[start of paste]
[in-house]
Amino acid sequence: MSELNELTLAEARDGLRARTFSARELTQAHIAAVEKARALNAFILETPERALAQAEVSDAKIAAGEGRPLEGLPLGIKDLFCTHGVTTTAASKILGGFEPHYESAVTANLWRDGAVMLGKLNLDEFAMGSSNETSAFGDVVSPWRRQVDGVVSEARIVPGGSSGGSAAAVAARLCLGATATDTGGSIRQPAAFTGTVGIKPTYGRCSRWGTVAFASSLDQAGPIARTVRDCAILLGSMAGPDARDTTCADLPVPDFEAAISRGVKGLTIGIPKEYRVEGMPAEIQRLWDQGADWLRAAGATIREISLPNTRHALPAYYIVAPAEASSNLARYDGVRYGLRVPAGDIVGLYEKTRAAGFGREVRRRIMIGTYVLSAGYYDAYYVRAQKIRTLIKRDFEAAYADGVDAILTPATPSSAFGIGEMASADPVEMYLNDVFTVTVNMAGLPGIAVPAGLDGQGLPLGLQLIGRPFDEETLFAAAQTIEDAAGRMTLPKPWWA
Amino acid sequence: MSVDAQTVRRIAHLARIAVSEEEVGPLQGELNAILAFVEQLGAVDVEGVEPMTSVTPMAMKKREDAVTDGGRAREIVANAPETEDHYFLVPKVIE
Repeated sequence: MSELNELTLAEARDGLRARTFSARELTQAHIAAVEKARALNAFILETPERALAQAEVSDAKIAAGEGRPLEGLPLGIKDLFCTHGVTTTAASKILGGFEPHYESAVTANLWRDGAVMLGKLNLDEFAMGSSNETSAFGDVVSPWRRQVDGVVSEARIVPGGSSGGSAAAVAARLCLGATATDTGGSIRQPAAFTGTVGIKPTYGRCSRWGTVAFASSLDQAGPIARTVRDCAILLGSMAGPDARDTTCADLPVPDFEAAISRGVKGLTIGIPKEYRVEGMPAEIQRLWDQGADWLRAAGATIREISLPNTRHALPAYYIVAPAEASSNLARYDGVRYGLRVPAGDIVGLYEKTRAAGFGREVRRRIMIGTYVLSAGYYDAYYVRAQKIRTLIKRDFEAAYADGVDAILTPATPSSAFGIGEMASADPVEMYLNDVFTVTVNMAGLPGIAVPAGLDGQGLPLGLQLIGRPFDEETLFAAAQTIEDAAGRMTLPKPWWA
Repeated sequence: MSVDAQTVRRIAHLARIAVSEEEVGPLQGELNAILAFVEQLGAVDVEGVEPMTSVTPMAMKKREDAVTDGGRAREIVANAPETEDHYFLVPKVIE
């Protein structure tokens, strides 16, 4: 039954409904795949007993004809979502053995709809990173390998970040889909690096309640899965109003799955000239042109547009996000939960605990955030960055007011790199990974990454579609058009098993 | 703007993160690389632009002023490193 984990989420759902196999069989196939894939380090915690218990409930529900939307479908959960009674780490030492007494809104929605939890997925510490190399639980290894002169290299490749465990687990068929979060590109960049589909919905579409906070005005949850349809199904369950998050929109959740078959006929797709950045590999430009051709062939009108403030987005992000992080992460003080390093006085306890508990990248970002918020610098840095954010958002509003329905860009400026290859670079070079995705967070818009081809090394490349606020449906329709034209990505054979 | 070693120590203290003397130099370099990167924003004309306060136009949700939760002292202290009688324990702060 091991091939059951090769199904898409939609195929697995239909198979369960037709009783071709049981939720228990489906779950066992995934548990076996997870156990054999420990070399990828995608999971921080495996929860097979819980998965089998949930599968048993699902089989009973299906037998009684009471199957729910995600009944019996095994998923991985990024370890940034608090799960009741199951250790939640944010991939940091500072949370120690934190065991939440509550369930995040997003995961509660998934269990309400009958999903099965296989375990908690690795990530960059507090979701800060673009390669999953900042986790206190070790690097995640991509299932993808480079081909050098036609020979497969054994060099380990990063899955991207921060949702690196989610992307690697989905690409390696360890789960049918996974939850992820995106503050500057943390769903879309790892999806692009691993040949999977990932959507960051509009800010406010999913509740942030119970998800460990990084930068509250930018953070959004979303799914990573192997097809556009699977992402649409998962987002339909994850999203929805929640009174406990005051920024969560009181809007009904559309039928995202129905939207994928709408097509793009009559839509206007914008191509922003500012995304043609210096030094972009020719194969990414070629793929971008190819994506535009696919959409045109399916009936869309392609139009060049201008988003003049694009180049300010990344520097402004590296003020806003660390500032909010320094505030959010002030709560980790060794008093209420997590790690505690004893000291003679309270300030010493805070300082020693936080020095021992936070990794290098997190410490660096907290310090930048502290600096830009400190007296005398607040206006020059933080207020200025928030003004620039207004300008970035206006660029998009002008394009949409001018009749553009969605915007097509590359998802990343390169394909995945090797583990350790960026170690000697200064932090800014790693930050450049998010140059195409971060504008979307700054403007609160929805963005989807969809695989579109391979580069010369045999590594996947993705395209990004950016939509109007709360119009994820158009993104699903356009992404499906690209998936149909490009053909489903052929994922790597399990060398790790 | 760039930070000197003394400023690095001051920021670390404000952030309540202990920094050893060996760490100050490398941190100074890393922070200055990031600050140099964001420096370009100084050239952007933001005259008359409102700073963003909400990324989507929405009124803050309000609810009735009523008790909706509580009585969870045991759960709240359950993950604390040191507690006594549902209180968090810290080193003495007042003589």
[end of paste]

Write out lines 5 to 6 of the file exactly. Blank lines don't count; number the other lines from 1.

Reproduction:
Repeated sequence: MSVDAQTVRRIAHLARIAVSEEEVGPLQGELNAILAFVEQLGAVDVEGVEPMTSVTPMAMKKREDAVTDGGRAREIVANAPETEDHYFLVPKVIE
């Protein structure tokens, strides 16, 4: 039954409904795949007993004809979502053995709809990173390998970040889909690096309640899965109003799955000239042109547009996000939960605990955030960055007011790199990974990454579609058009098993 | 703007993160690389632009002023490193 984990989420759902196999069989196939894939380090915690218990409930529900939307479908959960009674780490030492007494809104929605939890997925510490190399639980290894002169290299490749465990687990068929979060590109960049589909919905579409906070005005949850349809199904369950998050929109959740078959006929797709950045590999430009051709062939009108403030987005992000992080992460003080390093006085306890508990990248970002918020610098840095954010958002509003329905860009400026290859670079070079995705967070818009081809090394490349606020449906329709034209990505054979 | 070693120590203290003397130099370099990167924003004309306060136009949700939760002292202290009688324990702060 091991091939059951090769199904898409939609195929697995239909198979369960037709009783071709049981939720228990489906779950066992995934548990076996997870156990054999420990070399990828995608999971921080495996929860097979819980998965089998949930599968048993699902089989009973299906037998009684009471199957729910995600009944019996095994998923991985990024370890940034608090799960009741199951250790939640944010991939940091500072949370120690934190065991939440509550369930995040997003995961509660998934269990309400009958999903099965296989375990908690690795990530960059507090979701800060673009390669999953900042986790206190070790690097995640991509299932993808480079081909050098036609020979497969054994060099380990990063899955991207921060949702690196989610992307690697989905690409390696360890789960049918996974939850992820995106503050500057943390769903879309790892999806692009691993040949999977990932959507960051509009800010406010999913509740942030119970998800460990990084930068509250930018953070959004979303799914990573192997097809556009699977992402649409998962987002339909994850999203929805929640009174406990005051920024969560009181809007009904559309039928995202129905939207994928709408097509793009009559839509206007914008191509922003500012995304043609210096030094972009020719194969990414070629793929971008190819994506535009696919959409045109399916009936869309392609139009060049201008988003003049694009180049300010990344520097402004590296003020806003660390500032909010320094505030959010002030709560980790060794008093209420997590790690505690004893000291003679309270300030010493805070300082020693936080020095021992936070990794290098997190410490660096907290310090930048502290600096830009400190007296005398607040206006020059933080207020200025928030003004620039207004300008970035206006660029998009002008394009949409001018009749553009969605915007097509590359998802990343390169394909995945090797583990350790960026170690000697200064932090800014790693930050450049998010140059195409971060504008979307700054403007609160929805963005989807969809695989579109391979580069010369045999590594996947993705395209990004950016939509109007709360119009994820158009993104699903356009992404499906690209998936149909490009053909489903052929994922790597399990060398790790 | 760039930070000197003394400023690095001051920021670390404000952030309540202990920094050893060996760490100050490398941190100074890393922070200055990031600050140099964001420096370009100084050239952007933001005259008359409102700073963003909400990324989507929405009124803050309000609810009735009523008790909706509580009585969870045991759960709240359950993950604390040191507690006594549902209180968090810290080193003495007042003589």